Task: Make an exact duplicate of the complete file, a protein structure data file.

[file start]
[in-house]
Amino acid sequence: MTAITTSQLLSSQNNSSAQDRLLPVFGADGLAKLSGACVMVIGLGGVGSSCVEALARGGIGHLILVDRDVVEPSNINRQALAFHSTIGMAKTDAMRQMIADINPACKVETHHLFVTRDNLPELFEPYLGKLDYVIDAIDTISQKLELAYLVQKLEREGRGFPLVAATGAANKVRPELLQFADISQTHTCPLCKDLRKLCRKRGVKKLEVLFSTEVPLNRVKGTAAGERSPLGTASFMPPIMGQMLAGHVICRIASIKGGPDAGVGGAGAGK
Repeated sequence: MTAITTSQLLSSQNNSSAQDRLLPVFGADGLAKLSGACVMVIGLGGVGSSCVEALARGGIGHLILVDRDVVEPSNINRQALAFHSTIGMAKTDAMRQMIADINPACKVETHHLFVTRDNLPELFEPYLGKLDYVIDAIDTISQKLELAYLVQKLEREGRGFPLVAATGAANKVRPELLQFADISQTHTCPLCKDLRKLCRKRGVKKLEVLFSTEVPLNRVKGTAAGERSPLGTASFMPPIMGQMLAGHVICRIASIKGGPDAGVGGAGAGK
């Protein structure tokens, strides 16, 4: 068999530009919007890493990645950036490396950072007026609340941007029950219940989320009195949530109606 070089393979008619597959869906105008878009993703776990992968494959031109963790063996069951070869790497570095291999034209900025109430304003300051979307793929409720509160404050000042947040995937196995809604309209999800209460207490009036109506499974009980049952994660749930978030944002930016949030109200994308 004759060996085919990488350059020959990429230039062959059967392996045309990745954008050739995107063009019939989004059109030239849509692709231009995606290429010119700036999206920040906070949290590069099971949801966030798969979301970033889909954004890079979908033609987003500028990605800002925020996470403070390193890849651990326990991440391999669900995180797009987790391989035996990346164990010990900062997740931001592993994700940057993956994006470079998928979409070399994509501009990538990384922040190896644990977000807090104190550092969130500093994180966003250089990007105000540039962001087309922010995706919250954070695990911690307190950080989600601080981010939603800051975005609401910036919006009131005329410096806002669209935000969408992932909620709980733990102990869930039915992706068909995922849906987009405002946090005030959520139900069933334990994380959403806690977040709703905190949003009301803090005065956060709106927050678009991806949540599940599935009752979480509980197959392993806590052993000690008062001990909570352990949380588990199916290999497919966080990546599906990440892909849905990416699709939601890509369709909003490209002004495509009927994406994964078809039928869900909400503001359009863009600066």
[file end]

[in-house]
Amino acid sequence: MTAITTSQLLSSQNNSSAQDRLLPVFGADGLAKLSGACVMVIGLGGVGSSCVEALARGGIGHLILVDRDVVEPSNINRQALAFHSTIGMAKTDAMRQMIADINPACKVETHHLFVTRDNLPELFEPYLGKLDYVIDAIDTISQKLELAYLVQKLEREGRGFPLVAATGAANKVRPELLQFADISQTHTCPLCKDLRKLCRKRGVKKLEVLFSTEVPLNRVKGTAAGERSPLGTASFMPPIMGQMLAGHVICRIASIKGGPDAGVGGAGAGK
Repeated sequence: MTAITTSQLLSSQNNSSAQDRLLPVFGADGLAKLSGACVMVIGLGGVGSSCVEALARGGIGHLILVDRDVVEPSNINRQALAFHSTIGMAKTDAMRQMIADINPACKVETHHLFVTRDNLPELFEPYLGKLDYVIDAIDTISQKLELAYLVQKLEREGRGFPLVAATGAANKVRPELLQFADISQTHTCPLCKDLRKLCRKRGVKKLEVLFSTEVPLNRVKGTAAGERSPLGTASFMPPIMGQMLAGHVICRIASIKGGPDAGVGGAGAGK
């Protein structure tokens, strides 16, 4: 068999530009919007890493990645950036490396950072007026609340941007029950219940989320009195949530109606 070089393979008619597959869906105008878009993703776990992968494959031109963790063996069951070869790497570095291999034209900025109430304003300051979307793929409720509160404050000042947040995937196995809604309209999800209460207490009036109506499974009980049952994660749930978030944002930016949030109200994308 004759060996085919990488350059020959990429230039062959059967392996045309990745954008050739995107063009019939989004059109030239849509692709231009995606290429010119700036999206920040906070949290590069099971949801966030798969979301970033889909954004890079979908033609987003500028990605800002925020996470403070390193890849651990326990991440391999669900995180797009987790391989035996990346164990010990900062997740931001592993994700940057993956994006470079998928979409070399994509501009990538990384922040190896644990977000807090104190550092969130500093994180966003250089990007105000540039962001087309922010995706919250954070695990911690307190950080989600601080981010939603800051975005609401910036919006009131005329410096806002669209935000969408992932909620709980733990102990869930039915992706068909995922849906987009405002946090005030959520139900069933334990994380959403806690977040709703905190949003009301803090005065956060709106927050678009991806949540599940599935009752979480509980197959392993806590052993000690008062001990909570352990949380588990199916290999497919966080990546599906990440892909849905990416699709939601890509369709909003490209002004495509009927994406994964078809039928869900909400503001359009863009600066």